Are you tired yet? We've just gotten started. On Sunday, there is always an antique car show. Once judged, the winners sit in Founder's Square and talk to interested people, then there is a parade around the track at the grandstand. I'm always amazed by the effort and money spent to get these cars in new condition. When I was much younger, many of the cars were driven to the fair. I used to get so excited when they passed our house. Part of it was that I knew where the cars were going, but I was also excited to see the unexpected. Few drive now. Maybe they don't because the other traffic is going so fast that there is fear of being crushed. Maybe they don't because the owners don't like to putt-putt along. Who knows. But tradition still reigns at the fair, so on Sunday morning you can still see antique cars and trucks.

When you are completely exhausted and your feet are aching, get some lemonade and sit in the grandstands while watching the races - mule, trotter, and quarter horse. Recover in time for the nightly shows and pageants, more food, and dancing when the sun hides behind the cabins and temperatures moderate.

I went to the fairgrounds yesterday, so the children could pick up their entries. They are already talking about next year. Next year - almost just the same, only better.


Susan T. said...

Thanks, Wisteria, for the trip to the Fair. I went once, a long time ago. I remember sitting in the hot sun listening to political speeches because my dad made us.

I know what you mean about the spinning rides. I can't ride them at all anymore, and I used to love them. Now one twirl and I'm so dizzy...

doc said...

Cabins? Are they for people who stay at the fair? Dang, that would be nice. We're stuck in our own RV's or tents, out in an open field, wih no hookups. If you're lucky enough to have a generator (or lucky enough to be next to a friendly neighbor with one) you can run your AC, otherwise, it's a tough place to sleep for a week.

Wisteria said...

Susan, I imagine you were bored. Even as an adult, I feel the need to drift in and out of Founder's Square or the Grandstand. I hope you got to see other things, too.

Doc, There are about 600 cabins (maybe more), mostly passed down through families so people can stay at the fair all week. A few of the old houses sell each year and occasionally a new area opens and new building adds more, but mostly families hand down the fair tradition with the cabin. You may rent houses if you have the right connections.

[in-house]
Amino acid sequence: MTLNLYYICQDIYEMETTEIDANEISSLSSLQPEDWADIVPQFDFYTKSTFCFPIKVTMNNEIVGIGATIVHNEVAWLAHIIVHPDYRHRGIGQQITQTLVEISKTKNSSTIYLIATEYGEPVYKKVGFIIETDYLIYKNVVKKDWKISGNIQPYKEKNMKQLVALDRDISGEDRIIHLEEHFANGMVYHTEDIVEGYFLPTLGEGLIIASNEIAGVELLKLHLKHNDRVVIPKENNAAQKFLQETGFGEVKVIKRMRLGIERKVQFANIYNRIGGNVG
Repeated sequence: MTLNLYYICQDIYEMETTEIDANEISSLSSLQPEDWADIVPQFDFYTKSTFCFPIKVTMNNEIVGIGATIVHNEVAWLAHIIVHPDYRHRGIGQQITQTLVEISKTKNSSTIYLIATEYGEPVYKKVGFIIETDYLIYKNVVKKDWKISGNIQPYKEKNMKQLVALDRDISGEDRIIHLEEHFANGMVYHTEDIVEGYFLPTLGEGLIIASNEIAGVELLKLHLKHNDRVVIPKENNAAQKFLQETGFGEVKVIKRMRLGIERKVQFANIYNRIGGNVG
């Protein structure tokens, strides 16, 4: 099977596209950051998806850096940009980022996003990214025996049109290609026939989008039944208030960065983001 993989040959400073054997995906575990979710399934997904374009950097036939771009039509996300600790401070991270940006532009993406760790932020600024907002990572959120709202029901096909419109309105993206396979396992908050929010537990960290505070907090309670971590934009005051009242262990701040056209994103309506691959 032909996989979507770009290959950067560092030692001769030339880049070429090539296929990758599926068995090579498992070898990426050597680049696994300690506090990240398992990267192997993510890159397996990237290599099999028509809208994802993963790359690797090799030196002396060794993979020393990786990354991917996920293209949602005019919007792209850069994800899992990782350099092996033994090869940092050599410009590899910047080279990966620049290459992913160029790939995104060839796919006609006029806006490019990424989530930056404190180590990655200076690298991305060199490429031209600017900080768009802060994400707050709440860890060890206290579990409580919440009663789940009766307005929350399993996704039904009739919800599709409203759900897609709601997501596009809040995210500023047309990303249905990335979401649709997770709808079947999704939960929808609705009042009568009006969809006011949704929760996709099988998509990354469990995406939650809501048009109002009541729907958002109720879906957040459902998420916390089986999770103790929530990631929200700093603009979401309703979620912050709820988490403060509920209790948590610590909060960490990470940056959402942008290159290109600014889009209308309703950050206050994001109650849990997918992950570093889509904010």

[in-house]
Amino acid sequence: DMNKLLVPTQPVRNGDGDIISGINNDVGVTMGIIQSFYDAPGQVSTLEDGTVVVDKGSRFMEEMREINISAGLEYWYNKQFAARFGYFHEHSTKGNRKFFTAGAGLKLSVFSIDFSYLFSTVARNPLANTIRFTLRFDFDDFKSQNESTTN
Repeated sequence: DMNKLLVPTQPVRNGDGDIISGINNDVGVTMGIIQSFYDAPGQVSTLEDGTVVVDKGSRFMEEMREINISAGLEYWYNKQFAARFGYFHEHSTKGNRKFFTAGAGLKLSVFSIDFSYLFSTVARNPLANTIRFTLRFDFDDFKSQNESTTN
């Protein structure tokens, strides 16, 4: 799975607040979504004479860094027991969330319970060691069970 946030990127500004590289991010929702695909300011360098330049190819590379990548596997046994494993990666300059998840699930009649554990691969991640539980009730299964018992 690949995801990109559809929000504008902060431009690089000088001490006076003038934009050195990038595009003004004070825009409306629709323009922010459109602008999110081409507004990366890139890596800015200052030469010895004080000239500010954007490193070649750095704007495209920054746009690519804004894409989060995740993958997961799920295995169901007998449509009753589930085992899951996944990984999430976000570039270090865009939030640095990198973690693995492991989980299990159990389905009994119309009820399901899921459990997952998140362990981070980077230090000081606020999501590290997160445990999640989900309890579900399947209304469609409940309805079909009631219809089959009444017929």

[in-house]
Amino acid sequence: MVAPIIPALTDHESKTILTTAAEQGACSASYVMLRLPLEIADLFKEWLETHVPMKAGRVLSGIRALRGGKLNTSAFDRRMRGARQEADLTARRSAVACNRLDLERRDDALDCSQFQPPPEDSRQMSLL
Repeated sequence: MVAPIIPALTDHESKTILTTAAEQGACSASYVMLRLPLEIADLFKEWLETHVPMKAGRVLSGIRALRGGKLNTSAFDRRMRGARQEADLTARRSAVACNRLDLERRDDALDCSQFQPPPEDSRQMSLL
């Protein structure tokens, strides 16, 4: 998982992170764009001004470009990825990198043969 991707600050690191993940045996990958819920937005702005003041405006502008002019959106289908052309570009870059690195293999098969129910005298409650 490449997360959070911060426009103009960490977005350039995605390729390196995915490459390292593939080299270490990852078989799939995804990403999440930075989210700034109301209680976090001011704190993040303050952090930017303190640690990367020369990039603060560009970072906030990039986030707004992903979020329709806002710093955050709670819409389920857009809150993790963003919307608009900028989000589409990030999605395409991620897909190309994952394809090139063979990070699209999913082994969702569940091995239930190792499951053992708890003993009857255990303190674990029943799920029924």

There are also camper connections and hundreds of people RV the week. Reservations must be made well in advance to secure the choice shady places, close to the gate.

The cabins are what make this fair different and special. We don't stay, though I have. Sleeping is nearly impossible until 1 a.m. because of noise. Though we seem to be missing some of the spirit of the fair, we don't have to drive far and we get to sleep.

ZBTzahBTzoo said...

I just loved reading this post, and it didn't even "take me back," because I never got to attend a county fair when I was a kid. It was just a pleasure to read. And, dang! That clay IS red!

Wisteria said...

Looks unnatural, but it is real. If the top soil is washed away, the clay is what you get. Bad in some ways, but your house doesn't settle.

Angela, MotherCrone said...

I am so glad you shared another trip to the fair. Those posts are always so timeless, and truly Southern. I can smell the sweet potato pie from here...

Melora said...

What a neat fair! I've never been to one with cabins.
I loathe midways -- the rides, the food, the noise -- but that is where we spend most of our time because the rest of my crew love that stuff.
Congratulations to your children on their ribbons! Good job! A friend of ours has her kids enter art projects in the fair in Winston (she enters jellies and preserves), and it was fun to go through the hall and see their stuff displayed.
Your photograph of the trotter is amazing!